Doubt: A Parable – theatre

ImageThere’s a whole joke in here that because of the subject matter, I can’t even…touch.


There was deep consideration on my part to audition for this show. Mostly because, as an actor, I always wanted to do a deep drama. I wanted to yell at someone, bring emotional pain to the masses, or at the very least give them a good jolt to the senses. However, I accepted role of spectator to attend a dress rehearsal of the controversial play directed by Jason Maly. Honestly, I made a wise choice…but not for the reason you think.

First thing is first; this was truly an exciting cast. These weren’t simply the same faces that you see every production. It was a collection that begins with a veteran director, who I admired as a director but had yet to see perform. There was the return of what once a spastic young stage actor who had returned an eager 20-something young man with the stress of making a successful comeback. We also had the young mother of two who had her fair share of time on the stage in the past. Finally, there was the true ingenue of the group who had proven her ability to deliver a song in front of a crowd, but had yet to solidify her footing as an actor, especially among several seasoned thespians. This is the kind of line-up that mystery novels are made of.

However, this is a play. One that deals with Enid, Oklahoma’s most popular subjects; religion, sexual abuse, and persecution. One immediate praise is the show’s length. Sometimes size does matter, and I found the 80-85 minute performance to be enough to satisfy my need of things like character development, but without compromising the pacing of the overall story.

The stage was minimal, creating traditional and acceptable settings for each scene. We are immediately introduced to Father Flannery, played by a young Sean Collins. His age had concerned me greatly. His big eyes, the history of his character…and maybe the fact that I knew him when he was a pup. However, he delivered his opening sermon at a level that reminded me of old catholic churches I had attended. Reading the script, I pictured more theatrics, but Collin’s made a better choice. Playing a little subdued is perhaps part of the reason I believed that he was older (an important part of the story).  So, I delightfully accept not auditioning for the role. He did a wonderful job. One thing that Collins did particularly well was find comfort in those quiet moments. Taking away the crutch of dialogues or actions for an amateur actor can all but strangle the performer with fear…too much time to wander away from the character and into self-consciousness. Collins remained focus and did not rush through Flannery’s thoughtful moments.


Christianne Chase was cast as Sister Beauvier, the strict and strong-willed head nun. She was controlled and poised throughout the show (either as the vindictive woman out to have things her way or as the champion rallying against evil, depending on your final view). She, like Collins, had a clear focus and made the character near concrete. She worked very well with Mary Aika, who played Sister James and provided one of my favorite scenes with Dawn Hegwood, the mother of the alleged victim in the story. It was strong and purposeful and for me, provided my greatest moment of reflection. Hegwood looked and sounded the part of a black 1964 struggling mother. She is new and has been impressing audiences with her great amount of growth in such a short time. She still does little things like keep her face upstage to who she’s talking to (a tactic we all do starting out before the confidence sets in),but Hegwood was convincing when paired up against such a strong performer as Chase. In fact, they probably provided my favorite scene of the show. If Chase had been blocked further downstage somehow (as she was in many scenes with Aika) to force Hegwood’s face out to the auditorium, that may have solved my only issue.   Meanwhile, Aika served as the source of unquestionable goodness in the show. She maintained her character’s gentle nature without disappearing. The duo of Aika and Chase proved to be effective in tethering us to both sides of the issue.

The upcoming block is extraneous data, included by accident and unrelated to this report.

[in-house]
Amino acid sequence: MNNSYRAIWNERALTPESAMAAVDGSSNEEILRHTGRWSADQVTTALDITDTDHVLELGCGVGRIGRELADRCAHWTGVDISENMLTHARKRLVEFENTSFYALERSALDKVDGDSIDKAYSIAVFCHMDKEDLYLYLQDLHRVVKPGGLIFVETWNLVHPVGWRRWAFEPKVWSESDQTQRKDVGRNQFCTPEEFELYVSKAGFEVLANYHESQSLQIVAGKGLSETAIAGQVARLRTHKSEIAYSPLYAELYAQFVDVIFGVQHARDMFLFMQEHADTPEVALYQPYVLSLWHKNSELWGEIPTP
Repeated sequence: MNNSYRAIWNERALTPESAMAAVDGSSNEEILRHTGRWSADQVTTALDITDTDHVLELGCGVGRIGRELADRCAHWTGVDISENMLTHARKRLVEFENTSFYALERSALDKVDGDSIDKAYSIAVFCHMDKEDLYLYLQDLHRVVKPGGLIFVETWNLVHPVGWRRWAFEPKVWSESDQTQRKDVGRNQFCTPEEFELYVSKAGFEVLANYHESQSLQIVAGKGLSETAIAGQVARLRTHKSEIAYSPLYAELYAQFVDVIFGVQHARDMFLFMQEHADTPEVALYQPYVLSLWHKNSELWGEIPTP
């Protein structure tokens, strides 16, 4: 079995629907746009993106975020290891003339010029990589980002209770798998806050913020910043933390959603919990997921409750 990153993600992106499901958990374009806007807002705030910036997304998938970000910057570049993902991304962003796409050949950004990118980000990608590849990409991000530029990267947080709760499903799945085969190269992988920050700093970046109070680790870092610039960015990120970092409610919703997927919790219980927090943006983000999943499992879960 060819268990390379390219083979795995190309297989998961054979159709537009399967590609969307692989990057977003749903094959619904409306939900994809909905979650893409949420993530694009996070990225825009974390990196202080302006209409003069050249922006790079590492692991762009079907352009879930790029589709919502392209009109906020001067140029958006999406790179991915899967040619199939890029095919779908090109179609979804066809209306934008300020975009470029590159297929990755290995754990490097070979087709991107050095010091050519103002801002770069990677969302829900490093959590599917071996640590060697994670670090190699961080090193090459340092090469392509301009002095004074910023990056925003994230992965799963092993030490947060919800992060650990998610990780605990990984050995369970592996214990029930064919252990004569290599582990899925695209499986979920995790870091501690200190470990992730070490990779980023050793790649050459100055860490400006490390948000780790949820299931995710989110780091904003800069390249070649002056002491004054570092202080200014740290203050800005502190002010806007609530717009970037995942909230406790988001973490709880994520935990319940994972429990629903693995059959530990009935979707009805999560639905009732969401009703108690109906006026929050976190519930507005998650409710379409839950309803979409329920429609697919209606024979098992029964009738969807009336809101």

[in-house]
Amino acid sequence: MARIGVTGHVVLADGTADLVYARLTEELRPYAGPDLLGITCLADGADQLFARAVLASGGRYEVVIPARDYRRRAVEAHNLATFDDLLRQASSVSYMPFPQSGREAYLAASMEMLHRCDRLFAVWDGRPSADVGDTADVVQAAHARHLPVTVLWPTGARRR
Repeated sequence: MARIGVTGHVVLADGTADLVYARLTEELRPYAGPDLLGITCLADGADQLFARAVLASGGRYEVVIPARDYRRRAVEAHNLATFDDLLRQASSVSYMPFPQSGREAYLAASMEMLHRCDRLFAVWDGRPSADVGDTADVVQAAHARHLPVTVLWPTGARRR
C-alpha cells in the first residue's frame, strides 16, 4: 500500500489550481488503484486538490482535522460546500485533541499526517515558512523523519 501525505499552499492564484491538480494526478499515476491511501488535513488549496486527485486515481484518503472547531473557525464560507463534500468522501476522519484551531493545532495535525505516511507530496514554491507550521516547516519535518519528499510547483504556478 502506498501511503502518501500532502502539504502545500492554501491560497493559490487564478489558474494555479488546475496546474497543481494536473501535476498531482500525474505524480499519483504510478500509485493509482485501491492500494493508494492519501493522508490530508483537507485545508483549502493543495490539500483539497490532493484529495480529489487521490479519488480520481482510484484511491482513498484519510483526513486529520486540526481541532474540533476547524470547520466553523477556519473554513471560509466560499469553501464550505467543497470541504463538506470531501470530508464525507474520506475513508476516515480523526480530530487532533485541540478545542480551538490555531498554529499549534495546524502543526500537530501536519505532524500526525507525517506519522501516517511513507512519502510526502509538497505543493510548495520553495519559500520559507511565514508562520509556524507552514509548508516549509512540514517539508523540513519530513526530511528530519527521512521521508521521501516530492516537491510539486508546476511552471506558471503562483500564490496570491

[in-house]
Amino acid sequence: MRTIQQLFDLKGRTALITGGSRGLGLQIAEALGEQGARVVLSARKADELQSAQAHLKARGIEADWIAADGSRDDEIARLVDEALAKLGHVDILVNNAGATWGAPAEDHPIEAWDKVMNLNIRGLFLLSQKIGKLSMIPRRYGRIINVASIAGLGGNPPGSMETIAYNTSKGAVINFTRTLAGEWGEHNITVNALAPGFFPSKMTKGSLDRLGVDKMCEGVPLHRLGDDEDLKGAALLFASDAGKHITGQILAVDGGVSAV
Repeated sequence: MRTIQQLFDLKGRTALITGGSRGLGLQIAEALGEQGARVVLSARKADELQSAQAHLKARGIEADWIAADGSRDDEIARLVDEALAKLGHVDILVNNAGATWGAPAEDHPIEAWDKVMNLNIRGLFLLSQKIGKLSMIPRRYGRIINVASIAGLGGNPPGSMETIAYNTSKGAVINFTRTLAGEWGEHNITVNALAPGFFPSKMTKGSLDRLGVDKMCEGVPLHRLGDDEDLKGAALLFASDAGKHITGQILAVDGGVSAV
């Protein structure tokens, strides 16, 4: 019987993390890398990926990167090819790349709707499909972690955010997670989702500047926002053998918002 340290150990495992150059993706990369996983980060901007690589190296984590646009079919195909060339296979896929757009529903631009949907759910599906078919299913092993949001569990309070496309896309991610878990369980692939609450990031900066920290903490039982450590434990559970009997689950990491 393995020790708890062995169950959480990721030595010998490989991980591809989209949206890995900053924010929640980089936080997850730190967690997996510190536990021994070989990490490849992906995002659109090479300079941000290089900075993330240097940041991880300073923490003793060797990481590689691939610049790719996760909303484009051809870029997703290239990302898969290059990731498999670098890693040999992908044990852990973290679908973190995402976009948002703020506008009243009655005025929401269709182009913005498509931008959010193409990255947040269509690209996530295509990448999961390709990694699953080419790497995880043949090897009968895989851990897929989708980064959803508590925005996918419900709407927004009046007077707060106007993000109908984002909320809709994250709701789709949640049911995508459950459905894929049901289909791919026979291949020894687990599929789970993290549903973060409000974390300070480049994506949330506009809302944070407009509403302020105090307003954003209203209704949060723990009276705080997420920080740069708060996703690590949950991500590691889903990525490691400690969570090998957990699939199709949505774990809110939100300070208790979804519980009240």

The key element that made this show was the lack of force on anyone’s part. No one seem to take a scene anywhere that wasn’t genuine, living only in what that moment brought. Director Maly succeeded in finding and executing the balance needed for a show like this to work. In my opinion, it fails as a literary work but excels as a performance (or rather, it should be seen, not read).

The show itself is one that handles an uncomfortable matter with general grace. There are plenty of comedies and song and dance numbers, but sometimes it is okay to step away and enrich your mind.  This show is about questions, not answers. It’s a far more poignant show than anyone will say, because we live in a world where we speak of everything with such certainty even without anything to support it. This show is food for thought.  If you doubt my word, check it out for yourself. If you doubt my sanity, I’m sorry but the pills are working.

If interested in seeing a well-acted show or you feel like doing some psychological yoga, tickets are still available. This weekend is the final weekend. Contact info is above.

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One Response to Doubt: A Parable – theatre

  1. Pingback: Doubt: A Parable - theatre | Tinseltown Times

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